Contaminant Behaviour in Freezing Soils and Permafrost: Fate, Transport, and Transformation
Contaminants can cause significant, long-lasting damage to sensitive terrain.
Resource development increases the risk of environmental damage and presents a particular challenge in sporadic, discontinuous, or continuous permafrost. Each contaminant group — LNAPLs, DNALPs, and metalloids — moves differently through seasonally or perennially frozen ground and thus requires its own protocol for mitigating spills.
Governments, First Nations, environmental agencies, and petroleum and mining companies are responsible for developing strategies that minimize environmental damage. At the same time, governments and regulatory bodies are charged with filling information gaps and developing plans to contain and remediate contaminant spills.
The data required to address these problems has not been easily accessible until now.
The release of this book set and accompanying databases fills this gap. Contaminants in Freezing Soils and Permafrost: Fate, Transport, and Transformation gives civil and environmental engineers and geoscientists in universities, research institutions, corporations, governments, and regulatory agencies access to the data and analytical tools required to assess the behaviour of LNALPs, DNALPs, and metalloid contaminants in seasonally frozen soils and permafrost in a variety of settings:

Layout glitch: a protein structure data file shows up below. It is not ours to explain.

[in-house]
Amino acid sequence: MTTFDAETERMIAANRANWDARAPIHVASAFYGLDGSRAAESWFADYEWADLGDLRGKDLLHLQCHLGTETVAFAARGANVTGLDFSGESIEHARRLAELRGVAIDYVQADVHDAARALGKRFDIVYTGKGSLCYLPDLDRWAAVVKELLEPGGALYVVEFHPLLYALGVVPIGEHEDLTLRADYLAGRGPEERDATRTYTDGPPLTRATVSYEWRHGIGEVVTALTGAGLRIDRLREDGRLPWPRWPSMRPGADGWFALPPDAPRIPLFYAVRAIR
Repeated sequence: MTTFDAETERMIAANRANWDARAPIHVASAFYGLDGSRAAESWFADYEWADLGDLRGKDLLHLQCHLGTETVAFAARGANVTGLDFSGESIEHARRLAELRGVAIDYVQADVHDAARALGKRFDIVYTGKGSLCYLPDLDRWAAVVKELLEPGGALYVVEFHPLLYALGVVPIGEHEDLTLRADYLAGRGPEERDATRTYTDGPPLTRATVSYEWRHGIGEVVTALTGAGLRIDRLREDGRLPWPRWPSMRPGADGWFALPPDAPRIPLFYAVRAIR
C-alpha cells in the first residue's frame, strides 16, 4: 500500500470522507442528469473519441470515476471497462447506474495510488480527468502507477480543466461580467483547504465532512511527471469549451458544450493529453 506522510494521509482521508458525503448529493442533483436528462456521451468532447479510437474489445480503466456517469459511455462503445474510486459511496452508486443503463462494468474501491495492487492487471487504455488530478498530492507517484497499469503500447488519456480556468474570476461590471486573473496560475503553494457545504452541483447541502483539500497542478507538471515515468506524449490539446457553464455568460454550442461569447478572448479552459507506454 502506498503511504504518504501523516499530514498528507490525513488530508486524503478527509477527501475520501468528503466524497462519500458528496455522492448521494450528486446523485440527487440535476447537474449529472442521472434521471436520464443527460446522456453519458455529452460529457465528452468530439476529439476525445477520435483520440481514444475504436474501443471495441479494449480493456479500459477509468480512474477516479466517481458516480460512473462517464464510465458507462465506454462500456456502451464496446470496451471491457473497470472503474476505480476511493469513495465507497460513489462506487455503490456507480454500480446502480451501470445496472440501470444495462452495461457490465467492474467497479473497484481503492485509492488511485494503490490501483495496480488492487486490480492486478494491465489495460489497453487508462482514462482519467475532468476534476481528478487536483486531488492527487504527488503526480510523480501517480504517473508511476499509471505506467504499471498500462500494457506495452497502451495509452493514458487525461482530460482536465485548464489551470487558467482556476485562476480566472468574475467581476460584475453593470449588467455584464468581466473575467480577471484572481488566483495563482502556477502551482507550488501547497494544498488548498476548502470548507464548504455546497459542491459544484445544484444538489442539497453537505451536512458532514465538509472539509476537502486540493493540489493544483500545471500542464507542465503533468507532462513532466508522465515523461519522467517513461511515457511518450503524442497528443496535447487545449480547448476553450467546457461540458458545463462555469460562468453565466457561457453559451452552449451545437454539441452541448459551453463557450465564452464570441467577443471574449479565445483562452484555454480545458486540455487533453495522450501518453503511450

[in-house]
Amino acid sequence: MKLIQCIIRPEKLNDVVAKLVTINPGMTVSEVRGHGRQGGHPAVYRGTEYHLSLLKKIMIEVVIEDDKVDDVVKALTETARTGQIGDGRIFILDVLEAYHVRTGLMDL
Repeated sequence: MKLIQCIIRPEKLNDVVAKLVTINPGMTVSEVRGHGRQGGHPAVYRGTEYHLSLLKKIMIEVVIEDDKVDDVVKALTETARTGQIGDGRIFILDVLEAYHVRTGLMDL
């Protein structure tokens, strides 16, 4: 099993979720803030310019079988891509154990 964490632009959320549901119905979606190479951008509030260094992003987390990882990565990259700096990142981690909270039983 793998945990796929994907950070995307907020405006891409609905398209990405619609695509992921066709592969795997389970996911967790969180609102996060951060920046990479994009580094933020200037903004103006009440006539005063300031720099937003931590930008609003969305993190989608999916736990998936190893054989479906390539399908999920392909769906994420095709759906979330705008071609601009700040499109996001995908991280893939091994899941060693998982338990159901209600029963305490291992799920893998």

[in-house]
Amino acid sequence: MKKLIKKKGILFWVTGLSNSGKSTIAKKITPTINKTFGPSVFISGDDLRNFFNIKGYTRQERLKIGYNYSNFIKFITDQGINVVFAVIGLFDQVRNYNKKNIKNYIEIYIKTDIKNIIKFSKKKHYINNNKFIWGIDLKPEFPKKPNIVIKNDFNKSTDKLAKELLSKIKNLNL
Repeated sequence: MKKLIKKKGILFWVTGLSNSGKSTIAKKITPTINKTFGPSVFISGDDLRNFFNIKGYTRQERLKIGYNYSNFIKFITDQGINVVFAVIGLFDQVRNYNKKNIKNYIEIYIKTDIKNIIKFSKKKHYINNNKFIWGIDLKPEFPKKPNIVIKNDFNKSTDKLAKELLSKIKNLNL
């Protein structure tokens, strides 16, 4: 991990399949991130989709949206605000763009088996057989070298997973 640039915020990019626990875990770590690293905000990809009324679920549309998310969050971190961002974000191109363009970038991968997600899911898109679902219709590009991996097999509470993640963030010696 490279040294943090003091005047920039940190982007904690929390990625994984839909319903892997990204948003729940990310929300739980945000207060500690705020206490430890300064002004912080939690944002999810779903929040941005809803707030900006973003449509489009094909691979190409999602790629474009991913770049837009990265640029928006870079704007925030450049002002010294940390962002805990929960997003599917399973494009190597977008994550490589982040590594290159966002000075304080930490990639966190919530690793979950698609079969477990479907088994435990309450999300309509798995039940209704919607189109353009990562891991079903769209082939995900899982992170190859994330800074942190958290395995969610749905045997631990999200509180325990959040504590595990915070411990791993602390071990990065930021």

Airports and fuel storage depots
Petroleum and mining sites
Military and municipal landfill sites
Containing decades of data and studies, this book set and accompanying databases describe the impacts of climate change on the fate and transport of contaminants, the containment of contaminants in frozen ground, and remediation strategies for contaminated sites. It’s a must-have for those concerned about contaminant spills in sensitive terrain.
Les White, B.E.S Waterloo, MSc., PhD Carleton University, is a permafrost geoscientist who has worked for over forty years as government researcher at the National Research Council of Canada, university professor and director of Geotechnical Science Laboratories, Carleton University and as a permafrost consultant to industry and government agencies. To order these resources contact Dr. White directing at white at permafrost.ca or through the website http://permafrost.ca/